Here’s what inspired THE BONE GARDEN.  (It’s a somewhat shorter version of what’s posted on the BONE GARDEN website  page.)  It was a piece I wrote specifically for booksellers, but I thought that my readers (and bookclub participants) might be interested in getting a peek at the true horror stories behind the book:

————————

It was an era of filthy knives and infected hospital wards, an age when doctors committed gruesome atrocities — all in the name of healing.  Although I’m a doctor myself, I was not well acquainted with this dark and tragic history of medicine.  But several years ago, while preparing for a speech about Mary Shelley’s novel Frankenstein, I discovered that the author’s mother had died of “childbed fever,” which was rampant in maternity wards during her time.  Curious about the disease, I delved deeper into the subject of childbed fever. 
            What I learned horrified me.
            In the early 1800’s, a pregnant woman admitted to a hospital’s lying-in ward knew there was a good chance she might not survive the experience.  Childbirth alone was a risky and frightening prospect, but even if a woman delivered safely, the danger was not yet over.  Soon after giving birth, the new mother might develop fever, chills, and a foul uterine discharge.  Bacterial gases would cause her abdomen to swell until her belly was taut as a drum and the pain was so excruciating that just stroking her skin elicited shrieks.  For days she might linger in agony, vomiting and shaking, her bed sheets soaked with sweat, until circulatory collapse at last led to death.  During epidemics of childbed fever, women died so quickly that coffin-makers couldn’t keep up with the corpses, and victims had to be crammed two to a casket.  In some hospitals, 25% of all new mothers died.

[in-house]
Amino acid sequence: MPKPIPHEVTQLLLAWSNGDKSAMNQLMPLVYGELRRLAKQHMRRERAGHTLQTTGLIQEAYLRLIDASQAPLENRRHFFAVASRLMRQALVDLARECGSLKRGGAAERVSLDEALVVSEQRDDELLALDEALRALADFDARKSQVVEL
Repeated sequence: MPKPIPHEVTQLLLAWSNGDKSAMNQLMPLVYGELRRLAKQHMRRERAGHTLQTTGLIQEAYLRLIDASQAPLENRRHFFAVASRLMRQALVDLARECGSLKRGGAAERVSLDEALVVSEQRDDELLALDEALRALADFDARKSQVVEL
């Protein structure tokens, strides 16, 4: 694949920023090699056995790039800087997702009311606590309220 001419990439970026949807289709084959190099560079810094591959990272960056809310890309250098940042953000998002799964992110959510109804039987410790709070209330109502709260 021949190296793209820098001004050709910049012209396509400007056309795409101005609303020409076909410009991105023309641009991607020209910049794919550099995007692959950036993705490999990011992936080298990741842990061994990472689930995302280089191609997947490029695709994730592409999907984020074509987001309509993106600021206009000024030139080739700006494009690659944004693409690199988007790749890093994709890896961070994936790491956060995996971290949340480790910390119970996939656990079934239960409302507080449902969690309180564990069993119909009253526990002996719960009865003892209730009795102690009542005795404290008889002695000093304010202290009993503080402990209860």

The most disturbing fact of all: The disease was unwittingly spread by doctors.
            Scientific articles written during the early 1800’s reflect the primitive state of medicine at a time when the standard treatment for almost every illness was to slit open the patient’s vein and bleed her.  Ignorant of the existence of microbes, a doctor might rush straight from the autopsy room to the lying-in ward without washing his hands.  Working his way down the row of beds, he’d examine patient after patient with his bare hands, spreading contagion – and death — through the wards.  Most doctors refused to believe that they themselves might be responsible for so many deaths.  They were gentlemen, and gentlemen did not have unclean hands! Instead they blamed the epidemics on “bad air” or weak constitutions or even “the ladies’ wounded modesty”. Only an enlightened few realized that the fault lay with the doctors.